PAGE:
There are big discussions about immigration and refugees happening across the U.S. and around the world. People are taking to social media, blogs, columns, talking face-to-face, and joining protests to be active in the discussion and resistance. But how do we discuss such difficult and often delicate subjects with our children? Where do we begin? The library or bookstores are great places to start.
I find I often don’t have the words to explain this to our kids. Yes, many of us have our own immigrant stories which we can share, but our experiences and often our knowledge of the situations that force others to flee is limited. Luckily, others have already put the refugee experience in words and art.
Children’s books can make the history and specific situations surrounding immigration and specifically refugees much easier to explain to children in a way they can appreciate and understand. There are books on the topic for the very youngest children through Young Adult (YA) literature.
Here are some suggestions grouped by age range. The ages are merely suggestions. Many of these books, particularly the picture books, can be appreciated by a much wider range of ages.
“The Journey“ by Francesca Sanna
This comes highly recommended by a friend of mine who’s a children’s librarian. I’ve had the opportunity to see quite a bit of the art and it’s gorgeous. The author has combined many different stories of immigrants into one tale of a family’s journey towards safety after a war destroys all they’ve known. The story combined with the colors and scale in the art illustrate the refugees’ view and experience during their journey. I haven’t read all of this book, but after researching it, I found it so compelling I ordered a copy. As one reviewer exclaimed, “What a beautiful, heartbreaking, hopeful, necessary book!”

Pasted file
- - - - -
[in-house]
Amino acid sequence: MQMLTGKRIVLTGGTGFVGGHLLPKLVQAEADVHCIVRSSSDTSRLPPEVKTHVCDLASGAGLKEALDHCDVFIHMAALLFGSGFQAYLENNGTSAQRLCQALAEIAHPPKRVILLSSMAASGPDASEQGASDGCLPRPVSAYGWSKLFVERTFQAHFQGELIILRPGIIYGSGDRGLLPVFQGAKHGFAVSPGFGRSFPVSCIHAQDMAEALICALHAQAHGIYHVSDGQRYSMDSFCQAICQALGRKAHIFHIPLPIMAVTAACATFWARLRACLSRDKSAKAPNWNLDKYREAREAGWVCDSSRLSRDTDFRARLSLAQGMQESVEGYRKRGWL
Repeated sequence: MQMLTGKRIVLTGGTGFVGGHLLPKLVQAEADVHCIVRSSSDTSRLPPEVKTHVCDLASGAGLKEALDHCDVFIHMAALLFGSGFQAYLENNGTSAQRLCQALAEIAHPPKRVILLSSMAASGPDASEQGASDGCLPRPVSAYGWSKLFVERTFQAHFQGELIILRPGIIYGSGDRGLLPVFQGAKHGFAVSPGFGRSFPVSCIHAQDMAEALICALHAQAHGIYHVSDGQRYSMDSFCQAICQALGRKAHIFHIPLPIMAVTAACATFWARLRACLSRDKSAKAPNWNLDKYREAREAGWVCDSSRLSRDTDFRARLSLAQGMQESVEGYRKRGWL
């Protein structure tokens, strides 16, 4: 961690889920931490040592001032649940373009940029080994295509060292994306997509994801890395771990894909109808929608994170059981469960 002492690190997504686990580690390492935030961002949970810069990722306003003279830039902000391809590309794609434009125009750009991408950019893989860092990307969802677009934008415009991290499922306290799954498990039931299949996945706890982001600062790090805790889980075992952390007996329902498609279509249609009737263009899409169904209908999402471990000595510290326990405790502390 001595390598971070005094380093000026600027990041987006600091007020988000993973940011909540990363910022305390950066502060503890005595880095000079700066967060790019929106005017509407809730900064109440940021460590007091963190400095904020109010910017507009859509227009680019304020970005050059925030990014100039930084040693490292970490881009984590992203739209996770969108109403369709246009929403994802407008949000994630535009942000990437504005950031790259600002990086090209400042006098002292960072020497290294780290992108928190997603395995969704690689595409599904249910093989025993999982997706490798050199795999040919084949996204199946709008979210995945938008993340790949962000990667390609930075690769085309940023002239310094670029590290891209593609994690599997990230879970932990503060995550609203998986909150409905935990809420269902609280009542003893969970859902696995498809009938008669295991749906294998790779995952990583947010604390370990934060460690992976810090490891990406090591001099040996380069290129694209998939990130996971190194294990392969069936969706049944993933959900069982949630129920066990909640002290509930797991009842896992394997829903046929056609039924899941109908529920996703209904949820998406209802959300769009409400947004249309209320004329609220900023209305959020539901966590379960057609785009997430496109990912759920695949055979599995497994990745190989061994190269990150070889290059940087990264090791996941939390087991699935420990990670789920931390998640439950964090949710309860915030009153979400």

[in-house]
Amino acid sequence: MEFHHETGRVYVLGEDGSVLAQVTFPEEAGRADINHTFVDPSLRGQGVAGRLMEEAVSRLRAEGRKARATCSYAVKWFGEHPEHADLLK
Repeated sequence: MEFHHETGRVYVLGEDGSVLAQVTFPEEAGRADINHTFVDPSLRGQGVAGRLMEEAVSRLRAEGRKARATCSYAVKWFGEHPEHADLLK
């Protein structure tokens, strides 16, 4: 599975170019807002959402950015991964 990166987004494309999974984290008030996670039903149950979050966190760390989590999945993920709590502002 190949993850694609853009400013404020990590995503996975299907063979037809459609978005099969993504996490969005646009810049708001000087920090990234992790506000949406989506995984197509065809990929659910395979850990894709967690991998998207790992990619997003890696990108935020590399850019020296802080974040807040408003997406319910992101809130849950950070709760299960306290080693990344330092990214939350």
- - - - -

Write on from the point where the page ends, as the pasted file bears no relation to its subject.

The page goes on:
“How I Learned Geography” by Uri Shulevitz
Uri Shulevitz spent much of his life immigrating to new lands–first from Poland to the Soviet Union, then to Paris, later to Israel, and finally to the United States. This focuses on the time, when he was kindergarten-age in Turkestan. The picture book begins with war and devastation which forces them to new lonely unfamiliar lands where food is scarce, but it focuses on the hope the boy feels when he studies a map his father has brought home (to a hungry family who really wanted bread). Some adults report they find the story dull, but that the children in their lives love it.
“Emma’s Poem” by Linda Glasser Illustrated by Claire A. Nivola
Suggested ages 4-11
This is the story of Emma Lazarus, her work with immigrants, and how she changed the very nature of the Statue of Liberty. Emma was a wealthy American who “had plenty of everything” and grew up and lived among people for whom that was also true. She meets immigrants who are very much like her, but are hungry and lonely after leaving behind danger in Eastern Europe. Defying the ideas and norms at the time, Emma Lazarus works to help the immigrants. The book shows the stark contrasts between the existences of Emma’s friends and family and the immigrants she helps.